Security researchers today said they’ve discovered a never-before-seen advanced threat actor primarily targeting telecommunications, internet service providers and universities in several countries in the Middle East and Africa.
Dubbed “Metador” by researchers at SentinelOne Inc.’s SentinelLabs, the advanced persistent threat group is described as highly sophisticated and acutely aware of operations security, deploying intricate countermeasures to bypass security solutions and deploy malware platforms directly into memory. The group was found to be using variants of two longstanding Windows malware platforms, with indications of a Linux implant as well.
Metador was discovered by the researchers while delving through a “Magnet of Threats,” a term used to describe targets so desirable that multiple threat actors regularly cohabitate on the same victim machine. In responding to a series of tangled intrusions at a Magnet of Threats, the researchers found a layering of nearly 10 known threat actors of Chinese and Iranian origin but then noticed an unusual infection they had previously not seen: Metador.
Where the threat group comes from is unknown. There’s evidence that the developers and operators speak both English and Spanish, with cultural references to British pop punk lyrics and Argentinian political cartoons. The name Metador comes from a reference to the string “I am meta” in one of the malware samples and the expectation of Spanish-language responses from the command-and-control servers.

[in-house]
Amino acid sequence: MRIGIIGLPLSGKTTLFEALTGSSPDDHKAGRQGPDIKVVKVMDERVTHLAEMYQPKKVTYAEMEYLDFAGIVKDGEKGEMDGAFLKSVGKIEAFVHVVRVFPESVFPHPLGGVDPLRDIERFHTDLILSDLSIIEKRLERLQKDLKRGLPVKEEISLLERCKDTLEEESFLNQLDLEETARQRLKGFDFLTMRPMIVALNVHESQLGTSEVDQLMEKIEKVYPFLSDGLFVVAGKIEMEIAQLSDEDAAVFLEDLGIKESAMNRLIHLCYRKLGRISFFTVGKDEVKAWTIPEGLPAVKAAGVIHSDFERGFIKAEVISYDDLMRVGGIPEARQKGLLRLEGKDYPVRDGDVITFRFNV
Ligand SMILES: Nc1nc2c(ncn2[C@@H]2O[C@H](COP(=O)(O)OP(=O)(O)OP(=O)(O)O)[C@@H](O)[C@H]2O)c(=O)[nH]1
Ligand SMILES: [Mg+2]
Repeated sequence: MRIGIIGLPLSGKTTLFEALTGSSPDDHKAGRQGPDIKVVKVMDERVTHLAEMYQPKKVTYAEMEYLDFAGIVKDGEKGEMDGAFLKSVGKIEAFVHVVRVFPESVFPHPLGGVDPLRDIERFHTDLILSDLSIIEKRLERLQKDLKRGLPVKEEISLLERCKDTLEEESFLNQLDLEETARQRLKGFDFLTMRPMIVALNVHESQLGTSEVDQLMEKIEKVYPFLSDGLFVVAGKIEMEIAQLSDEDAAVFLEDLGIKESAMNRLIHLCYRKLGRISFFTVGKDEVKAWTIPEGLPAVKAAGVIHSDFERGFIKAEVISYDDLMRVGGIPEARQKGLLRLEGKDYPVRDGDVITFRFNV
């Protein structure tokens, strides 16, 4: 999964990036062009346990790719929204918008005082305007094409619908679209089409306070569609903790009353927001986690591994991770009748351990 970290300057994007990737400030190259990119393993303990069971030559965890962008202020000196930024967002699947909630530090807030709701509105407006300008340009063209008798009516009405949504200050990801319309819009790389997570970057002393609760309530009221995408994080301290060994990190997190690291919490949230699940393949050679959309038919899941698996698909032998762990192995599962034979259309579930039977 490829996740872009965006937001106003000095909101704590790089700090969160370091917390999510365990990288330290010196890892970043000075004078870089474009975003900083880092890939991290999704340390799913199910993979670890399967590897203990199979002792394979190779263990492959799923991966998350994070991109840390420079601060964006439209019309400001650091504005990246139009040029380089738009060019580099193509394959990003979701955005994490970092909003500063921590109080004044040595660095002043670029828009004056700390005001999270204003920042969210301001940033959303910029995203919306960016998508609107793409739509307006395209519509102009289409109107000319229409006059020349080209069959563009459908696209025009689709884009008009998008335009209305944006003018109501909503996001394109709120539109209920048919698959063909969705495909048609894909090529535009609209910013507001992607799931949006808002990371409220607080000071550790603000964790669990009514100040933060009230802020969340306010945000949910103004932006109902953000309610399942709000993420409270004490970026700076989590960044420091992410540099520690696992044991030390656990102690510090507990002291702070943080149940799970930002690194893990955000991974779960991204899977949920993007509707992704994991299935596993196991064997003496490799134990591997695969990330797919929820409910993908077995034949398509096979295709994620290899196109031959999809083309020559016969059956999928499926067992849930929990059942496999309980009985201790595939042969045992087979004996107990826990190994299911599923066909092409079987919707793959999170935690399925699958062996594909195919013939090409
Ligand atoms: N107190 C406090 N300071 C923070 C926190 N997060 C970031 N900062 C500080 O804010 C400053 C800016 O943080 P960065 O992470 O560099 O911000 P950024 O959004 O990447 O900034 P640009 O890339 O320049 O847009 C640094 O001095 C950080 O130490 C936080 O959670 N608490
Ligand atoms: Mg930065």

“The limited number of intrusions and long-term access to targets suggests that the threat actor’s primary motive is espionage,” the researchers noted. “Moreover, the technical complexity of the malware and its active development suggest a well-resourced group able to acquire, maintain and extend multiple frameworks.”
The only thing clear about the group is its sophistication. The obvious candidate is a state-sponsored actor, but Spanish speakers don’t typically come to mind with such hacking groups. To complicate matters, with the analysis of the Magnet of Threats sample, the researchers could not find the original infection vector employed.
Upon gaining access to a victim, Metador’s modular framework allows operators to choose between multiple execution flows. In the case of the Magnet of Threats, the execution flow combined a WMI persistence — a PowerShell script that can execute a payload from a remote location — with an unusual LOLbin, a Microsoft Console Debugger, dubbed “metaMain.”
MetaMain is described as a feature-rich backdoor implant to decrypt a subsequent modular framework called “Mafalda” into memory. Mafalda is described as flexible and interactive and supports more than 60 commands.
“Previous threat intelligence discoveries have broadened our understanding of the kind of threats that are out there but so far, our collective ability to track these actors remains inconsistent at best,” the researchers concluded. “Developers of security products, in particular, should take this as an opportunity to proactively engineer their solutions towards monitoring for the most cunning, well-resourced threat actors.”